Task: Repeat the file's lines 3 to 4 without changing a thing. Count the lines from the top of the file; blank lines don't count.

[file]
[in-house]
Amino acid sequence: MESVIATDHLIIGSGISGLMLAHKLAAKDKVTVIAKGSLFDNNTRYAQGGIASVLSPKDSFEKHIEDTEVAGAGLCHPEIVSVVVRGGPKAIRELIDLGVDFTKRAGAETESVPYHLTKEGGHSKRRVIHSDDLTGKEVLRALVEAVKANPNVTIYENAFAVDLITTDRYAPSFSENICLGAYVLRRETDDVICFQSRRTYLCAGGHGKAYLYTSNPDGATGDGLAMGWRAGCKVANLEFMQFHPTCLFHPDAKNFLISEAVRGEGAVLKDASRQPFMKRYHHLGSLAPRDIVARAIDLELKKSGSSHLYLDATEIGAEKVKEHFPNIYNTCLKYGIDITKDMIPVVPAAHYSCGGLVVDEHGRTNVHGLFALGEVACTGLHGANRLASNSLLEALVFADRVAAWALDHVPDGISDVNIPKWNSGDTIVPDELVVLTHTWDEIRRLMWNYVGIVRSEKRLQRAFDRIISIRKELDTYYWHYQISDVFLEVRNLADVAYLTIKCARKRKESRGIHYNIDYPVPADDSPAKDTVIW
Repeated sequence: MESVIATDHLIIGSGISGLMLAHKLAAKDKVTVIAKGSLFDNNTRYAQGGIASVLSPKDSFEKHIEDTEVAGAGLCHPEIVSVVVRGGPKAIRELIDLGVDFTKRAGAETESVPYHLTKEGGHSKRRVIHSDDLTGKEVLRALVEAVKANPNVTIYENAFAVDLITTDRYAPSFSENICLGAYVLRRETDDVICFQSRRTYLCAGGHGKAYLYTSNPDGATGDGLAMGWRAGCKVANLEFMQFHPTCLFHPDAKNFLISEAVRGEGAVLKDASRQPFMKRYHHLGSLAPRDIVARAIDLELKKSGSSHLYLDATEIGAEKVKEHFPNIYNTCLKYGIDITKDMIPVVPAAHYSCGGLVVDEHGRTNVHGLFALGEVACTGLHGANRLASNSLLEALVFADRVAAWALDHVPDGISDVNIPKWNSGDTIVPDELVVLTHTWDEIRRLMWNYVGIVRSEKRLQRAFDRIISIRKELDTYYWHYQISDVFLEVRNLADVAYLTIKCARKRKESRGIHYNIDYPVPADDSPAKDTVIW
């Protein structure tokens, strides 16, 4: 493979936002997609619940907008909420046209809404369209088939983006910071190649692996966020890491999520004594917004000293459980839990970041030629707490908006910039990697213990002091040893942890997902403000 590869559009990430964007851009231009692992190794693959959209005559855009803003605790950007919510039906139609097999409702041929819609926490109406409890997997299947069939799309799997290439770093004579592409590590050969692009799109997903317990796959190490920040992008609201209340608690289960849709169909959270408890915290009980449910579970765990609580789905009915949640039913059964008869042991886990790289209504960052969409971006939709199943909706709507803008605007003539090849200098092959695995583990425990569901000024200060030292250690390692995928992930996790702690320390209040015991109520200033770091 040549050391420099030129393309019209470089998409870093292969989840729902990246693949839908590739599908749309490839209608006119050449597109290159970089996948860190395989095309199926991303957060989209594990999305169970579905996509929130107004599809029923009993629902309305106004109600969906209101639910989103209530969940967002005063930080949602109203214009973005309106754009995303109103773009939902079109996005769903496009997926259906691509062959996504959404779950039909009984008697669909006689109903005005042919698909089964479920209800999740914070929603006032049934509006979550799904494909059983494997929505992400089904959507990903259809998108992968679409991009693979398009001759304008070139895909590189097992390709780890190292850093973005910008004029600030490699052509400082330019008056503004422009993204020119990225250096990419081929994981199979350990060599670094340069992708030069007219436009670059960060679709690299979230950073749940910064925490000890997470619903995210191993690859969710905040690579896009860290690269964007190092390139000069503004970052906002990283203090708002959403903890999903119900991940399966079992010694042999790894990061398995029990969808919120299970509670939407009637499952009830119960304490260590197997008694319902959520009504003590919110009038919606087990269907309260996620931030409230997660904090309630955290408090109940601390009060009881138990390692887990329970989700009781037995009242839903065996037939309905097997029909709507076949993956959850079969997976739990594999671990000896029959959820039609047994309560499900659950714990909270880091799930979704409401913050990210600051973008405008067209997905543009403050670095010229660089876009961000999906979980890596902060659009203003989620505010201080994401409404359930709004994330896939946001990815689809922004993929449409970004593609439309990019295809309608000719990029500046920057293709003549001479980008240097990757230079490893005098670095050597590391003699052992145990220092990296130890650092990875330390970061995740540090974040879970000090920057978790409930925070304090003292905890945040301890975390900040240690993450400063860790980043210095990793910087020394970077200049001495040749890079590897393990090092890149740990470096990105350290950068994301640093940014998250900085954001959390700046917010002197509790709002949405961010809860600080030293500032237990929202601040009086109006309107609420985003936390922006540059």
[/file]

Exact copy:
Repeated sequence: MESVIATDHLIIGSGISGLMLAHKLAAKDKVTVIAKGSLFDNNTRYAQGGIASVLSPKDSFEKHIEDTEVAGAGLCHPEIVSVVVRGGPKAIRELIDLGVDFTKRAGAETESVPYHLTKEGGHSKRRVIHSDDLTGKEVLRALVEAVKANPNVTIYENAFAVDLITTDRYAPSFSENICLGAYVLRRETDDVICFQSRRTYLCAGGHGKAYLYTSNPDGATGDGLAMGWRAGCKVANLEFMQFHPTCLFHPDAKNFLISEAVRGEGAVLKDASRQPFMKRYHHLGSLAPRDIVARAIDLELKKSGSSHLYLDATEIGAEKVKEHFPNIYNTCLKYGIDITKDMIPVVPAAHYSCGGLVVDEHGRTNVHGLFALGEVACTGLHGANRLASNSLLEALVFADRVAAWALDHVPDGISDVNIPKWNSGDTIVPDELVVLTHTWDEIRRLMWNYVGIVRSEKRLQRAFDRIISIRKELDTYYWHYQISDVFLEVRNLADVAYLTIKCARKRKESRGIHYNIDYPVPADDSPAKDTVIW
């Protein structure tokens, strides 16, 4: 493979936002997609619940907008909420046209809404369209088939983006910071190649692996966020890491999520004594917004000293459980839990970041030629707490908006910039990697213990002091040893942890997902403000 590869559009990430964007851009231009692992190794693959959209005559855009803003605790950007919510039906139609097999409702041929819609926490109406409890997997299947069939799309799997290439770093004579592409590590050969692009799109997903317990796959190490920040992008609201209340608690289960849709169909959270408890915290009980449910579970765990609580789905009915949640039913059964008869042991886990790289209504960052969409971006939709199943909706709507803008605007003539090849200098092959695995583990425990569901000024200060030292250690390692995928992930996790702690320390209040015991109520200033770091 040549050391420099030129393309019209470089998409870093292969989840729902990246693949839908590739599908749309490839209608006119050449597109290159970089996948860190395989095309199926991303957060989209594990999305169970579905996509929130107004599809029923009993629902309305106004109600969906209101639910989103209530969940967002005063930080949602109203214009973005309106754009995303109103773009939902079109996005769903496009997926259906691509062959996504959404779950039909009984008697669909006689109903005005042919698909089964479920209800999740914070929603006032049934509006979550799904494909059983494997929505992400089904959507990903259809998108992968679409991009693979398009001759304008070139895909590189097992390709780890190292850093973005910008004029600030490699052509400082330019008056503004422009993204020119990225250096990419081929994981199979350990060599670094340069992708030069007219436009670059960060679709690299979230950073749940910064925490000890997470619903995210191993690859969710905040690579896009860290690269964007190092390139000069503004970052906002990283203090708002959403903890999903119900991940399966079992010694042999790894990061398995029990969808919120299970509670939407009637499952009830119960304490260590197997008694319902959520009504003590919110009038919606087990269907309260996620931030409230997660904090309630955290408090109940601390009060009881138990390692887990329970989700009781037995009242839903065996037939309905097997029909709507076949993956959850079969997976739990594999671990000896029959959820039609047994309560499900659950714990909270880091799930979704409401913050990210600051973008405008067209997905543009403050670095010229660089876009961000999906979980890596902060659009203003989620505010201080994401409404359930709004994330896939946001990815689809922004993929449409970004593609439309990019295809309608000719990029500046920057293709003549001479980008240097990757230079490893005098670095050597590391003699052992145990220092990296130890650092990875330390970061995740540090974040879970000090920057978790409930925070304090003292905890945040301890975390900040240690993450400063860790980043210095990793910087020394970077200049001495040749890079590897393990090092890149740990470096990105350290950068994301640093940014998250900085954001959390700046917010002197509790709002949405961010809860600080030293500032237990929202601040009086109006309107609420985003936390922006540059």